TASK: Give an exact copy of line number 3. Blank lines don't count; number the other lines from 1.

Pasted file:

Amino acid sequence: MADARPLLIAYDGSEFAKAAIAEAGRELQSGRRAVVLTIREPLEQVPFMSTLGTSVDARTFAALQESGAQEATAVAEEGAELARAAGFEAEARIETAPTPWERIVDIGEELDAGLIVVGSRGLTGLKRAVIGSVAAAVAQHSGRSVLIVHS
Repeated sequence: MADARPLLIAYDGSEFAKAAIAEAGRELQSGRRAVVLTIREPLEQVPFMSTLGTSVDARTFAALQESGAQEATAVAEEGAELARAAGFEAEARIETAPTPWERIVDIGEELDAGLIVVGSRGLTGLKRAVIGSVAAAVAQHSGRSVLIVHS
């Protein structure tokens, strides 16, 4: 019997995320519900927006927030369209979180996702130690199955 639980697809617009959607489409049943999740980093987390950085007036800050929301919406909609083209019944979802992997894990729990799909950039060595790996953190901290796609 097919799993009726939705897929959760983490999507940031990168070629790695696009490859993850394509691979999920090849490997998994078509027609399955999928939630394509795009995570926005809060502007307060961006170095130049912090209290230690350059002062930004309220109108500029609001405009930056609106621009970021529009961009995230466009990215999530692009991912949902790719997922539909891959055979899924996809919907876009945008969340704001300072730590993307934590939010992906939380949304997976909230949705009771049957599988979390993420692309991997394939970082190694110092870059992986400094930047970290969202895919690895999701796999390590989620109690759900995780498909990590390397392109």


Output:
């Protein structure tokens, strides 16, 4: 019997995320519900927006927030369209979180996702130690199955 639980697809617009959607489409049943999740980093987390950085007036800050929301919406909609083209019944979802992997894990729990799909950039060595790996953190901290796609 097919799993009726939705897929959760983490999507940031990168070629790695696009490859993850394509691979999920090849490997998994078509027609399955999928939630394509795009995570926005809060502007307060961006170095130049912090209290230690350059002062930004309220109108500029609001405009930056609106621009970021529009961009995230466009990215999530692009991912949902790719997922539909891959055979899924996809919907876009945008969340704001300072730590993307934590939010992906939380949304997976909230949705009771049957599988979390993420692309991997394939970082190694110092870059992986400094930047970290969202895919690895999701796999390590989620109690759900995780498909990590390397392109």